Last Chance for European Values
The conflict in Ukraine is probably the last chance to stop the Russian imperialistic “appetite”. If the European Union does not take serious steps, it could be too late. Now is the time to answer the question: Is there still a belief in the power and necessity of European Values or only in economic interests?
March 22, 2014 - Paweł Pieniążek - Articles and Commentary
On November 21st 2013, former President Viktor Yanukovych said that Ukraine would not sign the Association Agreement with the European Union because the Ukrainian economy was not ready to compete with the more developed ones. This decision started a wave of indignation in the country. After the appeal of the Ukrainian journalist Mustafa Nayyem on Facebook, people marched on the Maidan Nezalezhnosti (Independent Square) – where nearly a decade earlier Ukrainians were fighting for fair elections at the time of the Orange Revolution.
November 21st began a process which was not expected. Most analysts were quite pessimistic at the time: “They will not achieve anything”, they had said. Thankfully, the people on the Maidan had more optimism. After three months, the protesters defeated the regime and Yanukovych fled from Ukraine. Opposition politicians created a new government and today we can suppose that the presidential elections which will be held on May 25th will be free and fair.
This was not an easy win. As a result of the protests, more than a hundred perished, hundreds more were injured. They were shot by militia special forces. It is the price for a chance of freedom. The Ukrainian protesters were the first ones who died under the European Union flag. But Ukrainians had felt that they were alone in their struggle.
During the three months of protests, western countries were not very interested in Ukraine. If we heard anything, it usually was scepticism. I think the reaction by the European community was something of a sad irony. The European Union itself is experiencing a crisis of identity. Its citizens do not trust their governments. They do not feel that they are a community. Ukraine provided a perfect response to this crisis – that this project could be attractive again. But the aspirations of the people on the Maidan were rejected. In Kyiv, people went out on the streets because of the European Union and showed what sacrifice means. This should be a feedback and inspiration for the European Union and those who question its value.
When the protests began, they were called the “Euromaidan”, after less than a month they lost the prefix “Euro”. The leaked phone call between US Assistant Secretary of State Victoria Nuland and US Ambassador to Ukraine Geoffrey Pyatt, where Nuland famously said “F**k the EU”, resonated in Ukraine. The goal of the leak was of course to discredit the US government’s role in Ukraine, but the Maidan agreed with this sentiment. The most annoying phrase in Ukraine at the time of the protests was “we are very concerned” – a phrase that was overused and abused by western officials.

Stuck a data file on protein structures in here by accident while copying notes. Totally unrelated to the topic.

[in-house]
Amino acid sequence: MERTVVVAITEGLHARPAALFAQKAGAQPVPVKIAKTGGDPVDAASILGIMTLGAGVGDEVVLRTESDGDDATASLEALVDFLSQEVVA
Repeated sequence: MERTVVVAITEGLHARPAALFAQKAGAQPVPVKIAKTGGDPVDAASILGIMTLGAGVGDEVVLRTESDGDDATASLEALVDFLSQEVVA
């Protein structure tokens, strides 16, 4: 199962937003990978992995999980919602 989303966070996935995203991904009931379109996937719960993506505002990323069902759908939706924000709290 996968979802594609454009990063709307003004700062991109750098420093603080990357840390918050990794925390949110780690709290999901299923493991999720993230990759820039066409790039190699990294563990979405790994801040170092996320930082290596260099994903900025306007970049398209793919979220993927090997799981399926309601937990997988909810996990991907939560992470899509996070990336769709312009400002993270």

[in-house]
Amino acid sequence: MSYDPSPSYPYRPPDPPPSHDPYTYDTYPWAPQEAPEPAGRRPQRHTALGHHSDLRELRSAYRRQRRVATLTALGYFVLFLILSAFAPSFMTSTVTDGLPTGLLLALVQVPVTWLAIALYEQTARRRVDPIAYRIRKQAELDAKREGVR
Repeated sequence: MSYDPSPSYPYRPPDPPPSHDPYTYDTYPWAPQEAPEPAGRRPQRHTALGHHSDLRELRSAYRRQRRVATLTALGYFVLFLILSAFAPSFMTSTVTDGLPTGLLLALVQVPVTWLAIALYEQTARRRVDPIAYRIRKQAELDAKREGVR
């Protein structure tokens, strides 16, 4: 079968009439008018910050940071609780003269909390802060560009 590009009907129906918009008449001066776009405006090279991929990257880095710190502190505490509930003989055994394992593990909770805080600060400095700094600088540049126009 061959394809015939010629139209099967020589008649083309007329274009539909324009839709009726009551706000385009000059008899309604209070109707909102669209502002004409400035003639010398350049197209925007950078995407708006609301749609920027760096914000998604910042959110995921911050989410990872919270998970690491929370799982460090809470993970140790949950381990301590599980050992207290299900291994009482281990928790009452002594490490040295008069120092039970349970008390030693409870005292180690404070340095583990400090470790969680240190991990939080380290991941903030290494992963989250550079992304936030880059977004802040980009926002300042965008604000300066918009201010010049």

The Russian Federation does not express concern – it implements a concrete plan. Its first task was to not allow Eastern European countries to sign any documents with the European Union. The subsequent step is to destabilise the countries and make European integration impossible in the future. We saw this type of politics in Georgia and Moldova. Right now we see this process in Crimea and in Northeast Ukraine. The reason why Vladimir Putin chose this policy is his dream of rebuilding a Russian empire under the banner of the Eurasian Union.
The Eastern Partnership illustrates how successful Putin’s plan is right now. After the summit in Vilnius held in November 2013, nobody really remembers the Eastern Partnership. Russia perfectly disposed of it. At the beginning of 2013, European Union officials expected that four Eastern Partnership countries would make the step forward. This really did not happen. In all of the countries, Pro-Russian and separatist moods were activated. They are inspired by Russia just like in Crimea.
Russian politicians lie about what is going on. We “heard” about Russian citizens killed in Ukraine, but nobody was killed. We heard about Crimean “self-defence soldiers” who bought their equipment at shop down the road, but “incidentally” they are using the same equipment like the Russian Army – and have trucks with Russian Army registration numbers on them. We heard about a “legal referendum”, which violates almost all democratic standards, etc.
The reason why European countries began integration was to stop war in Europe. Right now there is now a danger of a new conflict. If western countries do not react, they would lose trust in Central and Eastern Europe, because there are no guarantees of safety. After the war in Georgia in 2008, the common view was that Russia would not take any more steps. However, they did, and nothing really happened. So what kind of guarantee can any other country get today – including NATO members?
The European Union should show its support for Ukraine and do everything to prevent bloodshed near its borders. This will require a level of solidarity of which they have already forgotten. Today, the European Union is facing its last chance to pass the test of its own European Values and we will see how important they really are.
Paweł Pieniążek is a journalist specialising in Eastern Europe. He is a contributor with the Polish daily Dziennik Opinii, New Eastern Europe, the Polish magazine W Punkt, and the portal Zaxid.net.